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On October 14, 2015 General George W. Casey Jr. the 36th Chief of Staff of the U.S. Army, was the featured speaker at NCIRE's annual event at the Marines' Memorial Club & Hotel. A digest of his comments is provided below, and the video is available here.


Veterans who fought in Iraq and Afghanistan wear the scars of war. Some wounds are physically obvious, but many are not so visible.

At NCIRE’s annual event hosted by The Friends of Veterans Health Research on October 14, 2015, General George W. Casey, Jr. reminded the audience of some daunting statistics. Of the 2.5 million U.S. military who served in Iraq and Afghanistan, 50,000 have been wounded and 500,000 have been diagnosed with traumatic brain injury (TBI) or post-traumatic stress (PTS)—or both.

He also offered what may be a sobering reality. “We’re going to have to do better at taking care of the men and women who have already borne the burden of the 14 years of war,” said Casey, “because we are involved in a long-term ideological struggle against global extremism.”

The retired general, who was Chief of Staff of the U.S. Army from 2007 to 2011, cited the history of decades-long ideological conflicts, including the 45-year Cold War and compared them to the current post-9/11 conflicts. “In our 15th year (of war), we’re closer to the beginning of the struggle than to the end,” said Casey.

When you also consider the millions of Veterans from previous wars who need care, he said: “This really puts the challenge, not just on the VA, but on all of us, as a country” because “we’re going to be at this for a long time.”

Casey was not pessimistic. He frankly stated the fight and challenge ahead.

Casey has a knack for recognizing problems and prompting solutions. He commanded the Multi-National Force-Iraq, a coalition of more than 30 countries, guiding the Iraq mission through its toughest days. As the Chief of Staff of the U.S. Army, he was credited with restoring and transforming a war-weary Army.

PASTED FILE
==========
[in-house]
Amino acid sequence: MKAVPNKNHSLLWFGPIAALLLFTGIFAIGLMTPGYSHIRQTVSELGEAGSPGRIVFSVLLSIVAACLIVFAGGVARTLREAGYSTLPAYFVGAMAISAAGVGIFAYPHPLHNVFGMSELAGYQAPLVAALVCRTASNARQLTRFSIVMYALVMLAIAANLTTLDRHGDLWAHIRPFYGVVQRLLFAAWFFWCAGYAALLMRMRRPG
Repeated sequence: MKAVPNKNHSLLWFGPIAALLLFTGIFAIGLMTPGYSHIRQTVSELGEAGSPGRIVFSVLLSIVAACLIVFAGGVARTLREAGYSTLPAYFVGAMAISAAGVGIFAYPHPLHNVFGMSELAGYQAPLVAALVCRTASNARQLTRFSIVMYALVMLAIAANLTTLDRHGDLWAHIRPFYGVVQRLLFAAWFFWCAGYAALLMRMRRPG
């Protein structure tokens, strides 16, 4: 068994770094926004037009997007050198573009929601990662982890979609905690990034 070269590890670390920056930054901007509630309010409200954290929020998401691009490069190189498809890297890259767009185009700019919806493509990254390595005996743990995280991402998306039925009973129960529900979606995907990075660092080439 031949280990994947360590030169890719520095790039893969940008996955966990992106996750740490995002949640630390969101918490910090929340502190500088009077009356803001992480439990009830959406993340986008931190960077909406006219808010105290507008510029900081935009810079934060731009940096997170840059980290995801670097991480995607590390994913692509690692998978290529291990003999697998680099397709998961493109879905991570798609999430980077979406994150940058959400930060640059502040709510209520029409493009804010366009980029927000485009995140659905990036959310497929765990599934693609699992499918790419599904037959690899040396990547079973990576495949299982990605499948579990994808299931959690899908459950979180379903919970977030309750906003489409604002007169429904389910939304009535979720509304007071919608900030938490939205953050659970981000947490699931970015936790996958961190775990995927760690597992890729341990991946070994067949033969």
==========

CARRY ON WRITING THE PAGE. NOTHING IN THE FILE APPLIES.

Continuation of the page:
When he became the Army’s leader in 2007, he was stunned by reports that 90 percent of soldiers would not be assessed for behavioral health because they thought it would hurt their career – all at a time when incidence of PTS was on the rise, especially among individuals re-deployed to combat.

“The more I bore into this, the more I realized if we’re going to be successful as an Army I was going to have to defeat the stigma of getting behavioral health care – and that was a huge culture change for the Army,” said Casey. “I believed that reducing that stigma was the most important thing I could do for the long term, and that’s where I focused my attention.”

Casey helped increase the use of mental health assessment tools and expanded post-traumatic stress, traumatic brain injury, and suicide risk prevention programs. General Casey indeed changed the culture of the military by moving mental fitness to the same level of priority as physical fitness.

The Army and Department of Defense have made much progress in addressing mental health and breaking the stigma attached to combat stress, “but we have a long way to go,” he said.

After his retirement and return home, Casey met many Veterans and their families and found that the wounds of war run even deeper than he imagined. Thus, he has become a stalwart advocate for wounded Veterans, military families and survivors of the fallen.

He urged greater effort and partnerships from all sectors to heal combat Veterans and their families.

“The government can’t do everything for our Veterans,” he said. “The government will never deal with the individual challenges of the 22 million Veterans that are out there.”

Wide-scale healing can only happen with partnerships, such as those at NCIRE—The Veterans Health Research Institute, he said. “That’s what it’s going to take to get our men and women the care they deserve.”

“Physically, mentally and emotionally strong Veterans can only be good for this country,” said Casey. “And we have to leverage the public and private wealth of this country to make sure that our Veterans get the care they need so they can productively contribute to our society.”